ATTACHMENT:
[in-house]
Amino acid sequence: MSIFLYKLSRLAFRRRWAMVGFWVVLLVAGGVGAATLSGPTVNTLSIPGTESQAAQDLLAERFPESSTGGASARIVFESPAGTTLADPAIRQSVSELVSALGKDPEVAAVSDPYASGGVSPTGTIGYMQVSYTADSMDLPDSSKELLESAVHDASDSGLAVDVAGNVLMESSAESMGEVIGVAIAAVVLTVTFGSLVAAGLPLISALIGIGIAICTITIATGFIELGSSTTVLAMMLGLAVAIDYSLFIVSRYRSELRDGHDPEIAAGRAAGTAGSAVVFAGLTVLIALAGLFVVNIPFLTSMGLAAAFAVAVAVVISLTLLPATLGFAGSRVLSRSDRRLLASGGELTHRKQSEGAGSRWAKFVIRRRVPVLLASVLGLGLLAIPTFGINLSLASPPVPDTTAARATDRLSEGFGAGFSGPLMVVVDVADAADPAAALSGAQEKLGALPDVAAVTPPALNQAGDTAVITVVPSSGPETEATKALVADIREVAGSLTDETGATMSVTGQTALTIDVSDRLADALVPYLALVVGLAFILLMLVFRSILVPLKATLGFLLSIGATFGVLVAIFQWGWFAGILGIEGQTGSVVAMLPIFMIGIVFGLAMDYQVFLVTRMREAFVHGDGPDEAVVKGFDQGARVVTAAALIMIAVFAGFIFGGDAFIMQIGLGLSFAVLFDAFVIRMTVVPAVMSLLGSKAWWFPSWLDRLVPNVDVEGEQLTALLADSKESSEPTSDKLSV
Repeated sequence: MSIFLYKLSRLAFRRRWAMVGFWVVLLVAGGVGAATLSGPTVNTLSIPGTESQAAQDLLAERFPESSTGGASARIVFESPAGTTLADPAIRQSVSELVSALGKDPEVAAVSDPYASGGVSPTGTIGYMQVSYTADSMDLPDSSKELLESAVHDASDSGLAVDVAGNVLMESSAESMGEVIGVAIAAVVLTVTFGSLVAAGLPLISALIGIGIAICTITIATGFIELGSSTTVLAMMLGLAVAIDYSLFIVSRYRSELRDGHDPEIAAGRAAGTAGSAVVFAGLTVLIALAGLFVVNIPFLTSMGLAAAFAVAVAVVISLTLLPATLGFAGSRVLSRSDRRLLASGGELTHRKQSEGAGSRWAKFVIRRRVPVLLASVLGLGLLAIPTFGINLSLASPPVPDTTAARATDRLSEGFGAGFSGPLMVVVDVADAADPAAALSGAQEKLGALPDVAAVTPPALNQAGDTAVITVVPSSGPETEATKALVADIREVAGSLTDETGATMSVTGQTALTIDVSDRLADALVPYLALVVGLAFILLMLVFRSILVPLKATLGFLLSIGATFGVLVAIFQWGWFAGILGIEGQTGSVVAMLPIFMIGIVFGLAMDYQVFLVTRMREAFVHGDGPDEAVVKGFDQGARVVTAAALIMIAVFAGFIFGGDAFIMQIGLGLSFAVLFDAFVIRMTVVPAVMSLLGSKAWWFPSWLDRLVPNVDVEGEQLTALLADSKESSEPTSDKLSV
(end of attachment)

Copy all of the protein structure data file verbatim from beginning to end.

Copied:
[in-house]
Amino acid sequence: MSIFLYKLSRLAFRRRWAMVGFWVVLLVAGGVGAATLSGPTVNTLSIPGTESQAAQDLLAERFPESSTGGASARIVFESPAGTTLADPAIRQSVSELVSALGKDPEVAAVSDPYASGGVSPTGTIGYMQVSYTADSMDLPDSSKELLESAVHDASDSGLAVDVAGNVLMESSAESMGEVIGVAIAAVVLTVTFGSLVAAGLPLISALIGIGIAICTITIATGFIELGSSTTVLAMMLGLAVAIDYSLFIVSRYRSELRDGHDPEIAAGRAAGTAGSAVVFAGLTVLIALAGLFVVNIPFLTSMGLAAAFAVAVAVVISLTLLPATLGFAGSRVLSRSDRRLLASGGELTHRKQSEGAGSRWAKFVIRRRVPVLLASVLGLGLLAIPTFGINLSLASPPVPDTTAARATDRLSEGFGAGFSGPLMVVVDVADAADPAAALSGAQEKLGALPDVAAVTPPALNQAGDTAVITVVPSSGPETEATKALVADIREVAGSLTDETGATMSVTGQTALTIDVSDRLADALVPYLALVVGLAFILLMLVFRSILVPLKATLGFLLSIGATFGVLVAIFQWGWFAGILGIEGQTGSVVAMLPIFMIGIVFGLAMDYQVFLVTRMREAFVHGDGPDEAVVKGFDQGARVVTAAALIMIAVFAGFIFGGDAFIMQIGLGLSFAVLFDAFVIRMTVVPAVMSLLGSKAWWFPSWLDRLVPNVDVEGEQLTALLADSKESSEPTSDKLSV
Repeated sequence: MSIFLYKLSRLAFRRRWAMVGFWVVLLVAGGVGAATLSGPTVNTLSIPGTESQAAQDLLAERFPESSTGGASARIVFESPAGTTLADPAIRQSVSELVSALGKDPEVAAVSDPYASGGVSPTGTIGYMQVSYTADSMDLPDSSKELLESAVHDASDSGLAVDVAGNVLMESSAESMGEVIGVAIAAVVLTVTFGSLVAAGLPLISALIGIGIAICTITIATGFIELGSSTTVLAMMLGLAVAIDYSLFIVSRYRSELRDGHDPEIAAGRAAGTAGSAVVFAGLTVLIALAGLFVVNIPFLTSMGLAAAFAVAVAVVISLTLLPATLGFAGSRVLSRSDRRLLASGGELTHRKQSEGAGSRWAKFVIRRRVPVLLASVLGLGLLAIPTFGINLSLASPPVPDTTAARATDRLSEGFGAGFSGPLMVVVDVADAADPAAALSGAQEKLGALPDVAAVTPPALNQAGDTAVITVVPSSGPETEATKALVADIREVAGSLTDETGATMSVTGQTALTIDVSDRLADALVPYLALVVGLAFILLMLVFRSILVPLKATLGFLLSIGATFGVLVAIFQWGWFAGILGIEGQTGSVVAMLPIFMIGIVFGLAMDYQVFLVTRMREAFVHGDGPDEAVVKGFDQGARVVTAAALIMIAVFAGFIFGGDAFIMQIGLGLSFAVLFDAFVIRMTVVPAVMSLLGSKAWWFPSWLDRLVPNVDVEGEQLTALLADSKESSEPTSDKLSV